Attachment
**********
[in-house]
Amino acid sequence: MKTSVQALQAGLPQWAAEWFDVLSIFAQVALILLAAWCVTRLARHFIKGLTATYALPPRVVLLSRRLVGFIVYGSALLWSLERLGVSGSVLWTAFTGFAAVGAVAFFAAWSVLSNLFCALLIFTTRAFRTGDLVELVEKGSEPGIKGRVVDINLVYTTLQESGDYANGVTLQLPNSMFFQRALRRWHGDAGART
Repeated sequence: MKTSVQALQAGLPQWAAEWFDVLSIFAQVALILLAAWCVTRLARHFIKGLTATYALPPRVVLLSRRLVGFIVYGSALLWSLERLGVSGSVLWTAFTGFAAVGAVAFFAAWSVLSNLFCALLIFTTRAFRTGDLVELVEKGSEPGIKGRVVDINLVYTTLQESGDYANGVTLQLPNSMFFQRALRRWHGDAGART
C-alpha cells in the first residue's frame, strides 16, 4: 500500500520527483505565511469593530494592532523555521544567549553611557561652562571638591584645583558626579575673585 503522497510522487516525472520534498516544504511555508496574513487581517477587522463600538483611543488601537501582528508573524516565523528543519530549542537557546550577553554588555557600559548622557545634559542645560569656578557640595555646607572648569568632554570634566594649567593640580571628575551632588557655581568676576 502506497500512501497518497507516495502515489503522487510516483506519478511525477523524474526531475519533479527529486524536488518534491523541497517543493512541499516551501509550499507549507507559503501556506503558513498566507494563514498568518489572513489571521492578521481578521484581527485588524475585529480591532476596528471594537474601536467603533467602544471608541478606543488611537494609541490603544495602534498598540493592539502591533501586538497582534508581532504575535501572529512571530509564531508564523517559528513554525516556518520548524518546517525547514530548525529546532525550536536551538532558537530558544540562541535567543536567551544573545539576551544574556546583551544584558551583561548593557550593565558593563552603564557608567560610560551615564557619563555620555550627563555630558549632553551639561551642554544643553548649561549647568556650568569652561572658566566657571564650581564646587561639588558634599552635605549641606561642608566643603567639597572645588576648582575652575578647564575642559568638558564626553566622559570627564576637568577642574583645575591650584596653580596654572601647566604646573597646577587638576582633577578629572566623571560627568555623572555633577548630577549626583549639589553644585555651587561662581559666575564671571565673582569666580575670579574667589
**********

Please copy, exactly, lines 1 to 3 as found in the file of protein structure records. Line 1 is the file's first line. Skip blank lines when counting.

[in-house]
Amino acid sequence: MKTSVQALQAGLPQWAAEWFDVLSIFAQVALILLAAWCVTRLARHFIKGLTATYALPPRVVLLSRRLVGFIVYGSALLWSLERLGVSGSVLWTAFTGFAAVGAVAFFAAWSVLSNLFCALLIFTTRAFRTGDLVELVEKGSEPGIKGRVVDINLVYTTLQESGDYANGVTLQLPNSMFFQRALRRWHGDAGART
Repeated sequence: MKTSVQALQAGLPQWAAEWFDVLSIFAQVALILLAAWCVTRLARHFIKGLTATYALPPRVVLLSRRLVGFIVYGSALLWSLERLGVSGSVLWTAFTGFAAVGAVAFFAAWSVLSNLFCALLIFTTRAFRTGDLVELVEKGSEPGIKGRVVDINLVYTTLQESGDYANGVTLQLPNSMFFQRALRRWHGDAGART